The upper reaches of Mont Blanc are now completely visible, just a could of miles away. There are several glaciers, bedraggled and dirty in the late summer. A large hump, ringed by cornices, hides the summit. There's a certain resemblance to Rainier.
We cross the plateau and head down a small steep trail
into an incredibly beautiful, lush valley
that leads up to the upper reaches of Mont Blanc.
There's a tiny village of about 10 structures, one of which is a cafe.
High on the mountain the valley fans out into three valleys,
each containing a sizable glacier.
Various streams run from these, merging into a lively stream,
white with glacial flour, next to the village.
There's also a potable spring, from underground sources.
A dozen or so horses romp in a meadow above the village.
On the far side of the valley is a grassy gully leading up to a saddle point on a ridge. The group rests and has lunch at the base of this gully. We enjoy our sandwiches (and the view of Mont Blanc, and to some extent life itself). Ben, Christiane, and Bill decide to head back while Dave, Francois and I continue up to the saddle point.
We power up the gully, which is about 800' vertical. I become tired and soaked with sweat. Francois discusses Real (Royal) Tennis - a variant that is played in a moat, and in which he received his first lesson from the reigning world champion.
At the top is a large patch of grass of golf-course-like perfection,
with a few large cairns.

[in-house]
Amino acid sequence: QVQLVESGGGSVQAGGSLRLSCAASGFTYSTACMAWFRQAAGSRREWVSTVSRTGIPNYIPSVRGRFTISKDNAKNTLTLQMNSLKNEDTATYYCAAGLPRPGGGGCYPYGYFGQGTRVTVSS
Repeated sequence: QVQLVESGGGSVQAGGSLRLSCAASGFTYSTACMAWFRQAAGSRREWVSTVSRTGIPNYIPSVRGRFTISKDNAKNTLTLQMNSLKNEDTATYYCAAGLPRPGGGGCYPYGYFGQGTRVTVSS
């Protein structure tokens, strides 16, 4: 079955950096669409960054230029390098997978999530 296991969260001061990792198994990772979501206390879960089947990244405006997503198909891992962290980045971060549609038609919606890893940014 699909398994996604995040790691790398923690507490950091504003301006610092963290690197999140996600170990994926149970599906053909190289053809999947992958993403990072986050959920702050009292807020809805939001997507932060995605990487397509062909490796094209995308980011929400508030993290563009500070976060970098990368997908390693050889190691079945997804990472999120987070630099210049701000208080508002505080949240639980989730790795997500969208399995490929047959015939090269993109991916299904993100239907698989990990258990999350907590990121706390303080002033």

An antisocial backpacker sits at the other end,
then proceeds on a faint trail the traverses the uphill slope.
We have the option of descending the other side and
returning by a longer path,
but elect to return to the idyllic valley and return
by a road that skirts the first ridge we climbed
and merges with the first road.
The clouds have shifted a bit, and the upper mountain is now mostly in sun. We descent to the village. Francois and I discuss Yes and Art Rock.
Francois talks briefly with an elderly man who describes the recession of the glaciers over the last 60 years. Back then, the glaciers were several hundred feet longer, and merged together at the bottom. Their recession is exponential: as more dark rock is exposed, the mountain absorbs more heat, and the rate of melting increases.
We reluctantly head down to the car. We stop at the same cafe for coffee (I have chocolate) and buy food for dinner back at Francois' house. On the drive back, we find ourselves on a small road that parallels the freeway, and have an astoundingly hard time locating an entrance to the freeway. Francois discusses electronic lab notebooks and bags of quarks.
Arriving at Francois' house, the faces of his extremely cute kids Gessie and Leo are pressed eagerly against the windows. I have a shower and feel restored. David Kim and I play with the kids while Sarah walks the giant dog and Francois prepares a nice dinner of bread, cheese, ham, sausage, and salad. Gessie asserts that she is a 'Ham Fiend' and complains that the piece of ham she is given is 'much too small for a Ham Fiend'.
On the drive back we hear about a schizo-nanny who believed that various people, eventually including Francois, were in fact zombies.
I'm in bad at 11:30 for a 9:40 flight the next day. The trip has been extremely good in all dimensions.
The unexpected highlight of the trip home is running into Vijay Pande in the Frankfurt airport. He's on the same flight as I am.